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Looking Back: The Blue Upwelling

Breaking down the midterms with Mrs. Metz

Tennessee+has+once+again+voted+Republican+for+the+primary+election.+In+Tennessee%2C+the+new+primary+election+elected+Republicans+into+both+the+Senate+and+the+House+of+Representatives.
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Looking Back: The Blue Upwelling

Tennessee has once again voted Republican for the primary election. In Tennessee, the new primary election elected Republicans into both the Senate and the House of Representatives.

Tennessee has once again voted Republican for the primary election. In Tennessee, the new primary election elected Republicans into both the Senate and the House of Representatives.

Tennessee has once again voted Republican for the primary election. In Tennessee, the new primary election elected Republicans into both the Senate and the House of Representatives.

Tennessee has once again voted Republican for the primary election. In Tennessee, the new primary election elected Republicans into both the Senate and the House of Representatives.

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Before the election:

Tennessee is known for being a Republican state. However, like many places around the country, the races here were closer than others in recent years. While not the blue wave that many expected, Democrats did make significant gains across the country.

“I’d say there was a blue high tide. I don’t think it was a blue tsunami,” Mrs. Metz said, “maybe a little storm surge, a blue upwelling. It wasn’t this big blue wave.”

Why was this midterm so important?

This midterm had the highest number of voters in the history of the United States. Most people only vote in presidential elections, but this year a lot of people clearly wanted their voices to be heard in the government. In Tennessee specifically, 18 to 29 year olds voted at a rate seven times higher than they did for the 2014 primaries according to the Tennessean.

“Young people traditionally don’t vote. That’s kind of a stereotype of a young person: all talk, not a lot of action. But young people voted in larger numbers than ever before,” AP Gov teacher Mrs. Metz said. “This election was a landmark particularly because it felt like a presidential election in terms of better turn out.”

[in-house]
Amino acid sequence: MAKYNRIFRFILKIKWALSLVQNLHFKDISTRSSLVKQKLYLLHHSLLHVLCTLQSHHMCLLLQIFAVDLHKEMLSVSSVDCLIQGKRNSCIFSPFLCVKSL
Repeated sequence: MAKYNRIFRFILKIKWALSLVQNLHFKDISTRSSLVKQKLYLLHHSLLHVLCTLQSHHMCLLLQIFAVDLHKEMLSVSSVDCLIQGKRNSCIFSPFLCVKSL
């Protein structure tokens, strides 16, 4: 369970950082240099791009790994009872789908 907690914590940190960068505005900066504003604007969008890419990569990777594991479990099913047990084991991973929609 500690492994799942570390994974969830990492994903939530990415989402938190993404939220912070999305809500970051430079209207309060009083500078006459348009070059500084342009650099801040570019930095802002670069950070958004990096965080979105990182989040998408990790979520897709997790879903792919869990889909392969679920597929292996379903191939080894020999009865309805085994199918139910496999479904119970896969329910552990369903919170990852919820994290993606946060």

Turnout wasn’t the only surprise this Fall.

“What was surprising was the number of women running, the number of women winning and the number of races that in places that voted solidly for President Trump suddenly became toss ups,” Mrs. Metz said.

Where are we now?

With these new primary elections, many new voices were brought into the United States government. The United States now has more women in Congress than ever before, including the first two Native American women and first two women who are Muslim. In the elections, the first openly gay governor was elected into office in Colorado. Since the #metoo movement and Time’s Up movement, women are able to speak up more now, and this election seems reflective of this. Now, women are becoming increasingly more involved with the government. 23% of the U.S. Senate is women while 19.3% serve in the House of Representatives. These numbers are higher than they have been in other years.

“The Georgia election is still to be decided but Stacey Abrams was running against Brian Kemp, so she is an African American female running for governor in Georgia,” Mrs. Metz said. “It’s a really close race against a white male Republican, so that’s going to be a historic election no matter what the result is.”

Fun facts:

  • Before the 1930s but specifically the presidential elections of 1964 and 1968 when Barry Goldwater ran for president, the South was mostly Democratic. This started in the 1930s after Franklin Delano Roosevelt became president and soon began to actively try to improve the lives of people going through the Great Depression regardless of race. Roosevelt and Lyndon B Johnson both supported and encouraged civil rights and women’s rights, which shifted voting patterns in the South towards the Republican Party.
  • President Trump notably endorsed Senator Marsha Blackburn from Tennessee, although it is unclear if it helped her in the end. While sometimes being endorsed may help the candidate if the President has many loyal voters, when President George W Bush tried to endorse people during the end of his second term, many people turned him down because he had become highly unpopular.
  • Many people were thinking this new election would be a blue wave, meaning that the democratic party would take control of the Senate and House of Representatives; however, only the House of Representatives became a majority democratic, so it was not the blue wave people were talking about.

Why It Matters Now:

The White House (executive branch) is still under Republican control with President Trump; however, the legislative branch, which is split into the Senate and the House of Representatives is now Democratic and Republican. This means it will be harder for the president to get legislation passed since the government is no longer all Republican. When part of the government is Republican and the other is Democratic, they are forced to work with each other but history tells many examples of laws not getting passed because of disagreements.

The Senate and House of Representatives are now moving in to take their positions and are ready to begin a new term with President Trump.

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